Richards CE, Magin PJ, Callister R: Is your prescription of distance running shoes evidence-based? Br J Sports Med 43: 159, 2009.

Knapik JJ, Trone DW, Swedler DI, Villasenor A, Bullock SH, Schmied E, Bockelman T, Han P, Jones BH. Injury reduction effectiveness of assigning running shoes based on plantar shape in Marine Corps basic training. Am J Sports Med. 2010 Sep;38(9):1759-67.

Yeung SS, Yeung EW, Gillespie LD. Interventions for preventing lower limb soft-tissue running injuries. Cochrane Database Syst Rev. 2011 Jul 6;(7).

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Answer 2: A Shoe should not be selected according to foot type.

How much cushion should it have?

There is no single answer to this question. Although, the literature speaks for itself in regards to cushioning. The more cushion there is below ones foot, the more proprioception is hindered leading to abnormal biomechanics. Proprioception refers to the ability of the foot to sense what it comes in contact with, and then signal the brain which fires the nerves to contract the appropriate muscles to position the foot and leg during locomotion. When this pathway is disrupted, we see a disruption of shock absorption capacity which leads to an increased rate of injury.

Sekizawa K, Sandrey MA, Ingersoll CD et al. Effects of shoe sole thickness on joint position sense. Gait Posture 2001;13(3):221-228.

Robbins S, Waked E. Foot position awareness: The effect of footwear on instability, excessive impact, and ankle spraining. Critical Reviews in Physical and Rehabilitation Medicine. 1997;9(1):53-74.

Robbins SE, Gouw GJ. Athletic footwear: unsafe due to perceptual illusions.
Med Sci Sports Exerc. 1991 Feb;23(2):217-24.

Robbins SE, Gouw GJ. Athletic footwear and chronic overloading. A brief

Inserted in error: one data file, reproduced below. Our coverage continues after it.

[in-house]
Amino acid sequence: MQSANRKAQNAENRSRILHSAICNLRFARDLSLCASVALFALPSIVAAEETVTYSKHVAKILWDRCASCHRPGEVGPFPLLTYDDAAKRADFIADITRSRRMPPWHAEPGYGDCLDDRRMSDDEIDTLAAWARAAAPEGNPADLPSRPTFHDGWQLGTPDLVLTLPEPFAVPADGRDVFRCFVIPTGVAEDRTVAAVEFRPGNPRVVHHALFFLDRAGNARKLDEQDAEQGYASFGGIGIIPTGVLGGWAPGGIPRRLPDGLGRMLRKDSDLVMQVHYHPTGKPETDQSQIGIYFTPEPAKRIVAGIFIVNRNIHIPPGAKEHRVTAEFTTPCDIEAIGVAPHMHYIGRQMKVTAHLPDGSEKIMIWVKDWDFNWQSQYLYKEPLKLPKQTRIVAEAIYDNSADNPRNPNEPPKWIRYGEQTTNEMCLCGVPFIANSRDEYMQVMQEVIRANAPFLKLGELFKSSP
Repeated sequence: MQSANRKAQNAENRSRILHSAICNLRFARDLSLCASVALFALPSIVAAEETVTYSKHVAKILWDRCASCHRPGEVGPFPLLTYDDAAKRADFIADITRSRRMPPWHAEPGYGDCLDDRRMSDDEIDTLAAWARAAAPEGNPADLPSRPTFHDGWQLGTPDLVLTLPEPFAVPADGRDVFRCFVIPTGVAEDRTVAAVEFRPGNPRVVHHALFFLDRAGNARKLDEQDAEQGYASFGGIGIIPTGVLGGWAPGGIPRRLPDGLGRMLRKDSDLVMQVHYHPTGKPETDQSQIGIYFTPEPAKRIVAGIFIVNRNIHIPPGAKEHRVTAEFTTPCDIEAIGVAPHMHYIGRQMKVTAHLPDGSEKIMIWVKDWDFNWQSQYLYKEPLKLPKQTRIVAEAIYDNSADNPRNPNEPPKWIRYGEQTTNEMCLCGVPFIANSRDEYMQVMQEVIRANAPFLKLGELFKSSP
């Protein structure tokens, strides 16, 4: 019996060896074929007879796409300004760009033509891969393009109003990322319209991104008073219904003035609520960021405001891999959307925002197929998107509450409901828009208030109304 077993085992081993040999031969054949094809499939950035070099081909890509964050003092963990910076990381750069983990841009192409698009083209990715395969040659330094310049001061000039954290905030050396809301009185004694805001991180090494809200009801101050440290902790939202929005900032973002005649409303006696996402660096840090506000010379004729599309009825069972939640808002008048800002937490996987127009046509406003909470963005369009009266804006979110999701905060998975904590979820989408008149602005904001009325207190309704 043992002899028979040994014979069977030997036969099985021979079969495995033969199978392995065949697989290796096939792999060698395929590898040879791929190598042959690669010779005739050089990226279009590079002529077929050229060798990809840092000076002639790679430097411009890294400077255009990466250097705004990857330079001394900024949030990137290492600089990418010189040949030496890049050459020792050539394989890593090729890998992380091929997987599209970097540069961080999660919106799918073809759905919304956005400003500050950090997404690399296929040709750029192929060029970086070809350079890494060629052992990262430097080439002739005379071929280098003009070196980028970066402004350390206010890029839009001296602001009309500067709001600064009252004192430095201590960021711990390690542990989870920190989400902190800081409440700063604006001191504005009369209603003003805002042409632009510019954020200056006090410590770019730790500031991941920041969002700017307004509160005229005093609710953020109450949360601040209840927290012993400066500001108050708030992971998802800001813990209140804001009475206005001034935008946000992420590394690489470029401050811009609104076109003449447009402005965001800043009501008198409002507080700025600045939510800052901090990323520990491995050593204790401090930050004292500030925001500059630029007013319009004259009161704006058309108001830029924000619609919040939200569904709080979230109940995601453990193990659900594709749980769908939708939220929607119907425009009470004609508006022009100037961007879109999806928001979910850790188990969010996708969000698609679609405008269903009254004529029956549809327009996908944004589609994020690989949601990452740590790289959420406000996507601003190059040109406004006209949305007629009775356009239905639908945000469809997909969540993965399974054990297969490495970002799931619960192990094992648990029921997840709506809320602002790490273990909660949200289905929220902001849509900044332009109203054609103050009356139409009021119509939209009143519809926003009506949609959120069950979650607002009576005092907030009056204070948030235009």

review. Sports Med. 1990 Feb;9(2):76-85.

Robbins S, Waked E. Hazard of deceptive advertising of athletic footwear. Br J
Sports Med. 1997 Dec;31(4):299-303.

Cushion should probably be varied depending on workout and distance. Runs that are under 8-10 miles for a conditioned runner probably doesn’t require much cushion. Longer runs may require more as the foot and leg musculature will fatigue over time. Barefoot runs over 2-3 or even more miles can help strengthen the foot and even facilitate a more efficient and natural form. Bottom line, the shoe should be comfortable and flexible.

Answer 3. Soft,flexible, and able to roll up.

There are many options available for what has been described above. Since the boom in minimalist running shoes occurred after the popularity of Vibram FiveFingers and Chris McDougall’s Born to Run, virtually every shoe company has introduced a minimalist shoe. We have even seen new shoe companies emerge such as Altra which recently passed Adidas in terms of sales of running shoes. The shoe should feel comfortable and allow your foot to move freely and natural. There should be plenty of room in the toe box for the toes to move. If the shoe store sales person says, “this is the shoe for you” and it doesn’t feel good, it’s not the shoe for you.
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Click to read entire review of the Skechers GOmeb Running Shoe.
Moral of the story. Focus on training patterns, get adequate recovery, and allow your body to use its natural stride and form. Shoes should be secondary.